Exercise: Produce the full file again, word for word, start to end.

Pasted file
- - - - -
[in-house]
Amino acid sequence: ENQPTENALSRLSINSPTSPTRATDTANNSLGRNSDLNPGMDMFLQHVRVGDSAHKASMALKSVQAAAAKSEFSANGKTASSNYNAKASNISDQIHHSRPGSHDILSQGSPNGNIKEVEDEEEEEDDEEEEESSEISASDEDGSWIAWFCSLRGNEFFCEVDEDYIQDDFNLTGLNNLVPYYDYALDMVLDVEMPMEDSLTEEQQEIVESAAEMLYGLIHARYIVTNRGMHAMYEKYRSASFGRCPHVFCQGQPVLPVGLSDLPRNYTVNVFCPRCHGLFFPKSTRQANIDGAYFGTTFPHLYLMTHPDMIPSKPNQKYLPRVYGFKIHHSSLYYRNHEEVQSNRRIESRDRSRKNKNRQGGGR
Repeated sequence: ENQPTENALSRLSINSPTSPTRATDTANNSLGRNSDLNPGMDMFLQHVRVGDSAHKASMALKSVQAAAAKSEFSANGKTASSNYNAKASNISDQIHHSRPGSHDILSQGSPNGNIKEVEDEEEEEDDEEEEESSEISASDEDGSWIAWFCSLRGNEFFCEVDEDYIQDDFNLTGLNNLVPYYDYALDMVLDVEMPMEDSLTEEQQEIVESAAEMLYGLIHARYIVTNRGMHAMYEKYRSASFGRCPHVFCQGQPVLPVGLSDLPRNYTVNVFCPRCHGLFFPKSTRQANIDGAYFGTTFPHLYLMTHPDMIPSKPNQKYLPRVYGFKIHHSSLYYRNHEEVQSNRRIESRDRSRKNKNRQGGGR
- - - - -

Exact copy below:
[in-house]
Amino acid sequence: ENQPTENALSRLSINSPTSPTRATDTANNSLGRNSDLNPGMDMFLQHVRVGDSAHKASMALKSVQAAAAKSEFSANGKTASSNYNAKASNISDQIHHSRPGSHDILSQGSPNGNIKEVEDEEEEEDDEEEEESSEISASDEDGSWIAWFCSLRGNEFFCEVDEDYIQDDFNLTGLNNLVPYYDYALDMVLDVEMPMEDSLTEEQQEIVESAAEMLYGLIHARYIVTNRGMHAMYEKYRSASFGRCPHVFCQGQPVLPVGLSDLPRNYTVNVFCPRCHGLFFPKSTRQANIDGAYFGTTFPHLYLMTHPDMIPSKPNQKYLPRVYGFKIHHSSLYYRNHEEVQSNRRIESRDRSRKNKNRQGGGR
Repeated sequence: ENQPTENALSRLSINSPTSPTRATDTANNSLGRNSDLNPGMDMFLQHVRVGDSAHKASMALKSVQAAAAKSEFSANGKTASSNYNAKASNISDQIHHSRPGSHDILSQGSPNGNIKEVEDEEEEEDDEEEEESSEISASDEDGSWIAWFCSLRGNEFFCEVDEDYIQDDFNLTGLNNLVPYYDYALDMVLDVEMPMEDSLTEEQQEIVESAAEMLYGLIHARYIVTNRGMHAMYEKYRSASFGRCPHVFCQGQPVLPVGLSDLPRNYTVNVFCPRCHGLFFPKSTRQANIDGAYFGTTFPHLYLMTHPDMIPSKPNQKYLPRVYGFKIHHSSLYYRNHEEVQSNRRIESRDRSRKNKNRQGGGR